Planet of the Humans movie poster

Michael Moore’s film Planet of the Humans mounts an attack on alternative energy, but as numerous critics have noted, it is way out of date, based on data from ten years ago. See, for example, Dan Gearino, Clean Energy Reporter for National Environment Reporting Network.

We fans of Moore can only hope that this embarrassing fiasco was merely a sloppy deviation from his longtime role as a muckraker and truth-teller. It should be noted that Moore himself did not direct this film, but is credited as “executive producer,” while Jeff Gibbs was the actual director. So, while it is by no means clear that Moore had much to do with actually making the film, he is certainly responsible for releasing what is a thoroughly sloppy, outdated, reckless production. What perturbed me most was the almost total lack of numbers, for the simple reason that statistical data is really the only way to make a real comparison between modern alternative energy and its antique relatives. For example, I kept wanting to know something concrete, like how many gallons of gasoline would be replaced by running an electric car, but such information never appeared. We kept getting only vague warnings that the alternatives were as bad or worse than real energy.

The core problem was not only outdated data, but the attempt to cover an immense and complicated topic in such a simplistic way. Compare this with some of his other work. What is moving and successful about, say, Moore’s documentary, Bowling for Columbine, is that it focuses on a single event at a single school where two characters murder some of their classmates. Imagine what a fiasco this film would have been if Moore had dragged in homicide statistics from half a dozen different countries while attempting to explain the assorted homicidal pathologies in the U.S. Or if he had launched into a detailed speculation about why the murder rate is so much higher in the U.S. than in, say, Switzerland, whose citizens own one helluva a lot of guns, but manage a meager homicide rate of a only 0.59 people per 100,000: ten times lower than the present U.S. slaughter of 5.8 per 100,000. Or suppose he had launched into a detailed analysis of the different types of guns, knives, axes, etc. deployed in our stupendous carnage compared to the Switzerland’s.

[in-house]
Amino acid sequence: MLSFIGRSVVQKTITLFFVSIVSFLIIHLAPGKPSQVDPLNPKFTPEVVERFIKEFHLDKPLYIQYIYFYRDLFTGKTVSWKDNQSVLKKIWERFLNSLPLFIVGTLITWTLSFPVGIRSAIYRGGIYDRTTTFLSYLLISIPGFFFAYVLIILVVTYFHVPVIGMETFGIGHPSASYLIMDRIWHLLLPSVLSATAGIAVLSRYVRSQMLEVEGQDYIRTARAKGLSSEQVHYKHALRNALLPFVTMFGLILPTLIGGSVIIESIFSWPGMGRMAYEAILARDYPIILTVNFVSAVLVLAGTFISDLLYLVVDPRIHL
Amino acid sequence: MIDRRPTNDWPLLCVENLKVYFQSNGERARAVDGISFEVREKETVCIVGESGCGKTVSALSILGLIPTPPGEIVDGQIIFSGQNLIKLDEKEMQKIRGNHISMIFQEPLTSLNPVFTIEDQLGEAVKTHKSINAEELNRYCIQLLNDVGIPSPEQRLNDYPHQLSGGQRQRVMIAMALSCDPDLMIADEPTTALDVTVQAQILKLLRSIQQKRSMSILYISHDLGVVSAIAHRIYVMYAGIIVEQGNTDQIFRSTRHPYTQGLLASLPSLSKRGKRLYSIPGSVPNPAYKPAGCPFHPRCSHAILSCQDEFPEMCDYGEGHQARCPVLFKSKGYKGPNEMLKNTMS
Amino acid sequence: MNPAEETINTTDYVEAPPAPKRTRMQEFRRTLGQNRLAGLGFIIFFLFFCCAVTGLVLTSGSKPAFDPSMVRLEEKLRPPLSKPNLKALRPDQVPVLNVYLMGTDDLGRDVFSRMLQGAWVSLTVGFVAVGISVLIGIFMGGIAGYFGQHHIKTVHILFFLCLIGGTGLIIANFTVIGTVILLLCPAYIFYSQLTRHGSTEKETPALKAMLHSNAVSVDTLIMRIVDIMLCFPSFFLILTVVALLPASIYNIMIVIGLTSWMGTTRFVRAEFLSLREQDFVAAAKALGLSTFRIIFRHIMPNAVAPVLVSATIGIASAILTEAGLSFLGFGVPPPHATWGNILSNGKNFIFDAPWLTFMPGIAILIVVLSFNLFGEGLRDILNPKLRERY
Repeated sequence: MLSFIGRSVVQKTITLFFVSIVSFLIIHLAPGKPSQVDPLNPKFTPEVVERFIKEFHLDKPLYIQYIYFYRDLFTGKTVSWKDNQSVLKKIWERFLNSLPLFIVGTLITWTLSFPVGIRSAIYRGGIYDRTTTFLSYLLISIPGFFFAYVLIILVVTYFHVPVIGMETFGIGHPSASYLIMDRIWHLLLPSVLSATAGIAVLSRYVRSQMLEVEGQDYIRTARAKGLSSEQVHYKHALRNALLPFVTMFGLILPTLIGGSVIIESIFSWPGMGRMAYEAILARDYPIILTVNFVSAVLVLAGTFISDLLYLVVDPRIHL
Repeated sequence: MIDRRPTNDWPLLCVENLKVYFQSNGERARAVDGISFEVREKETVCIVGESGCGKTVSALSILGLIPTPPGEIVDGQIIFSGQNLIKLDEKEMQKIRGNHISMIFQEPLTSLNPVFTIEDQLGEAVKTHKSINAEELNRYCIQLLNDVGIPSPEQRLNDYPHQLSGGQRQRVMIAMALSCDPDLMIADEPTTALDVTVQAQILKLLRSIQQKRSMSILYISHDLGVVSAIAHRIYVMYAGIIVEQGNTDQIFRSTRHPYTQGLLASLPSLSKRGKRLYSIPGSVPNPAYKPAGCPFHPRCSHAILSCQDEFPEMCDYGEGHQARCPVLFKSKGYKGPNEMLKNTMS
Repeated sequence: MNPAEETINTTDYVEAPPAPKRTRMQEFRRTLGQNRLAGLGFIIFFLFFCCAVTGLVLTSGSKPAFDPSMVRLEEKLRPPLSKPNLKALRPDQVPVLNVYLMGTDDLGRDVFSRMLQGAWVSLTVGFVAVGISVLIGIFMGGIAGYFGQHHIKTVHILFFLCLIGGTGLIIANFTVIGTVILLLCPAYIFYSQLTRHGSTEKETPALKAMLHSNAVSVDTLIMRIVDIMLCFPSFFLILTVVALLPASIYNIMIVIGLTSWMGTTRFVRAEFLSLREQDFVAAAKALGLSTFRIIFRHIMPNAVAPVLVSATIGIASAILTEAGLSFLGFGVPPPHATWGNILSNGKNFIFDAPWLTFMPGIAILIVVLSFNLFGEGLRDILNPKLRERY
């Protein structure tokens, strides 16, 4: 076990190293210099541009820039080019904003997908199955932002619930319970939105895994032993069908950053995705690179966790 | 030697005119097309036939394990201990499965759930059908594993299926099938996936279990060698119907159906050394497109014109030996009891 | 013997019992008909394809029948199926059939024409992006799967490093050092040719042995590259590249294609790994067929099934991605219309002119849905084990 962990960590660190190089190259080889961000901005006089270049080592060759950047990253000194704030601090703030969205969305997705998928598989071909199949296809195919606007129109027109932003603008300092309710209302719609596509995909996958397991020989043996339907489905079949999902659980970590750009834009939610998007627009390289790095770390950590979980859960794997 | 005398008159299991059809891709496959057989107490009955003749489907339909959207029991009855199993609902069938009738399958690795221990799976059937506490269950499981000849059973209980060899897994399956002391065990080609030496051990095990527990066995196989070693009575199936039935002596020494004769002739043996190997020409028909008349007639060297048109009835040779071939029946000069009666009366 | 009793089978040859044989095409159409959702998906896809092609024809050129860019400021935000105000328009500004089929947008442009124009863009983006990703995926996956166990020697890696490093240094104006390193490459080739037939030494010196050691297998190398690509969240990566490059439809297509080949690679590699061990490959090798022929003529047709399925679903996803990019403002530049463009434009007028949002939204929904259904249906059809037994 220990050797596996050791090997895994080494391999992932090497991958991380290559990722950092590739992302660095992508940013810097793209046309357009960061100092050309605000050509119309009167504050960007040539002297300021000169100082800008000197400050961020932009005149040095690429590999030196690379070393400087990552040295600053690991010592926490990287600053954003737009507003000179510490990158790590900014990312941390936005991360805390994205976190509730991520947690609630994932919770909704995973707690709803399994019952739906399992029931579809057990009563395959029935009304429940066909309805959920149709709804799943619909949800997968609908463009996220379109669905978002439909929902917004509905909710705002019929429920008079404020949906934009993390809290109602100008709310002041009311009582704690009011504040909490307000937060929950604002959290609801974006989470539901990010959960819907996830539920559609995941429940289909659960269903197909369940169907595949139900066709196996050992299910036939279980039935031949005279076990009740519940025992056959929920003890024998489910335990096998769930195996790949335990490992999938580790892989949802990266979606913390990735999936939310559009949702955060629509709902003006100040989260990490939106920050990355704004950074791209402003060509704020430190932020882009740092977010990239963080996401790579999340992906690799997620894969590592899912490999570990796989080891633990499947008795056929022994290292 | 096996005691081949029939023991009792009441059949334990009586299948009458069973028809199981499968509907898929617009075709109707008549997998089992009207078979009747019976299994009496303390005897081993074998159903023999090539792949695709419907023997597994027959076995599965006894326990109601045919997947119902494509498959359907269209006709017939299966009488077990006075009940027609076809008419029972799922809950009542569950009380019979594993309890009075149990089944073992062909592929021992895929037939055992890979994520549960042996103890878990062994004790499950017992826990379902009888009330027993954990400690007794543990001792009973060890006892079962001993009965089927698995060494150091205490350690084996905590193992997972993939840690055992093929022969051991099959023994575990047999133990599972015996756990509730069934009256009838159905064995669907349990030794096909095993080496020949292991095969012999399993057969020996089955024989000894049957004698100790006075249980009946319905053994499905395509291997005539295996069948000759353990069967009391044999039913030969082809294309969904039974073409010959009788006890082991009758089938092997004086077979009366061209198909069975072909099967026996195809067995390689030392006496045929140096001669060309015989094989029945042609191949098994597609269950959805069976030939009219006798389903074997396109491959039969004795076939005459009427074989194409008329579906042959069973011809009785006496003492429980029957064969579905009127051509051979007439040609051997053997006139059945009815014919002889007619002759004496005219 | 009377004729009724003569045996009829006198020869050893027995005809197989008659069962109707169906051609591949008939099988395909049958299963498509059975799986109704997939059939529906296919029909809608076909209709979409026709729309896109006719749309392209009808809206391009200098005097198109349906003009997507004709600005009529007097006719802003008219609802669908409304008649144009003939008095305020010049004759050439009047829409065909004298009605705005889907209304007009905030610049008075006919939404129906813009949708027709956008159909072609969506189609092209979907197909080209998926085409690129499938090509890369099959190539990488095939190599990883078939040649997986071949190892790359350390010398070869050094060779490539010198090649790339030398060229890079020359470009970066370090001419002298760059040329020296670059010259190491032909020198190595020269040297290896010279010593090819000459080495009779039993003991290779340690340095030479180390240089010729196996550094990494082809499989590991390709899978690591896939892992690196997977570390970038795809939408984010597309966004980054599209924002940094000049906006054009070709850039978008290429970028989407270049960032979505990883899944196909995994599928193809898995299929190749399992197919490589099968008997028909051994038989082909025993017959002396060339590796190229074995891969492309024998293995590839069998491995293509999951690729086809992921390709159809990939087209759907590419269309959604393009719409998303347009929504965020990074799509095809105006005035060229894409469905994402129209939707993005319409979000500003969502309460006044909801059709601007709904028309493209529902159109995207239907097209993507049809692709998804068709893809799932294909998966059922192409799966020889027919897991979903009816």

Let’s hope he gets back on track, though I’m not at all sure what the track might be. Owen Gleiberman of Variety offers a some interesting speculation on Moore’s decline in popularity, saying that Trump-era conservative would probably declare: “ ‘It’s about time! Michael Moore has lied so much that it’s all finally caught up with him.” A Trump-era liberal would probably say, ‘I still agree with him, but I’ve seen enough Michael Moore movies. I know his message already.”

That, I think, sums up Moore’s dilemma.